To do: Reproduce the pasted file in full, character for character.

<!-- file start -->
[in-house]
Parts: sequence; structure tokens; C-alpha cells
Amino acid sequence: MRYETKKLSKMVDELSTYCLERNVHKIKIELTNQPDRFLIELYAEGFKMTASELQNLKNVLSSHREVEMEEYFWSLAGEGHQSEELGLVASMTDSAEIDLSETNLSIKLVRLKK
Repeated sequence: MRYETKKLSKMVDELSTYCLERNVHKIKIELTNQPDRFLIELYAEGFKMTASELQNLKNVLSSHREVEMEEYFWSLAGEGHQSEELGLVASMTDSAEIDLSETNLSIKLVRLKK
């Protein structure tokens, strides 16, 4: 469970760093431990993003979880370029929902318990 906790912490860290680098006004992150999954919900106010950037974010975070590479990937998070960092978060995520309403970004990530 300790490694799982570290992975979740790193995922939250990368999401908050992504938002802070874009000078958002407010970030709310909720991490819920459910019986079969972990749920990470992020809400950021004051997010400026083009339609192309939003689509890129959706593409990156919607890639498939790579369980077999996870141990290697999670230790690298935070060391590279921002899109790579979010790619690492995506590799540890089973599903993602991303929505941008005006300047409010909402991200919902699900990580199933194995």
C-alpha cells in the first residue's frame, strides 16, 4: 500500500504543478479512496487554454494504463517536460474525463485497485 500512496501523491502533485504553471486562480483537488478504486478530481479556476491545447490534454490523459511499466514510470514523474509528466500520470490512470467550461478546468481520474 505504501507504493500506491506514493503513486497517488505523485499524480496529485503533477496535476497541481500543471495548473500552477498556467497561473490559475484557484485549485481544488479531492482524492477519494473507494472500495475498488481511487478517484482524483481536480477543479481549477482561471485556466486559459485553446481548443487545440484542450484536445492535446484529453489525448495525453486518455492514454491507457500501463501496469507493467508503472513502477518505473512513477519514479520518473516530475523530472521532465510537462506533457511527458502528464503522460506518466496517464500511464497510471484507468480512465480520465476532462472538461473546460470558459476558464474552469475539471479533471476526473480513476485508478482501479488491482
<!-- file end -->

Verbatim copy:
[in-house]
Parts: sequence; structure tokens; C-alpha cells
Amino acid sequence: MRYETKKLSKMVDELSTYCLERNVHKIKIELTNQPDRFLIELYAEGFKMTASELQNLKNVLSSHREVEMEEYFWSLAGEGHQSEELGLVASMTDSAEIDLSETNLSIKLVRLKK
Repeated sequence: MRYETKKLSKMVDELSTYCLERNVHKIKIELTNQPDRFLIELYAEGFKMTASELQNLKNVLSSHREVEMEEYFWSLAGEGHQSEELGLVASMTDSAEIDLSETNLSIKLVRLKK
């Protein structure tokens, strides 16, 4: 469970760093431990993003979880370029929902318990 906790912490860290680098006004992150999954919900106010950037974010975070590479990937998070960092978060995520309403970004990530 300790490694799982570290992975979740790193995922939250990368999401908050992504938002802070874009000078958002407010970030709310909720991490819920459910019986079969972990749920990470992020809400950021004051997010400026083009339609192309939003689509890129959706593409990156919607890639498939790579369980077999996870141990290697999670230790690298935070060391590279921002899109790579979010790619690492995506590799540890089973599903993602991303929505941008005006300047409010909402991200919902699900990580199933194995």
C-alpha cells in the first residue's frame, strides 16, 4: 500500500504543478479512496487554454494504463517536460474525463485497485 500512496501523491502533485504553471486562480483537488478504486478530481479556476491545447490534454490523459511499466514510470514523474509528466500520470490512470467550461478546468481520474 505504501507504493500506491506514493503513486497517488505523485499524480496529485503533477496535476497541481500543471495548473500552477498556467497561473490559475484557484485549485481544488479531492482524492477519494473507494472500495475498488481511487478517484482524483481536480477543479481549477482561471485556466486559459485553446481548443487545440484542450484536445492535446484529453489525448495525453486518455492514454491507457500501463501496469507493467508503472513502477518505473512513477519514479520518473516530475523530472521532465510537462506533457511527458502528464503522460506518466496517464500511464497510471484507468480512465480520465476532462472538461473546460470558459476558464474552469475539471479533471476526473480513476485508478482501479488491482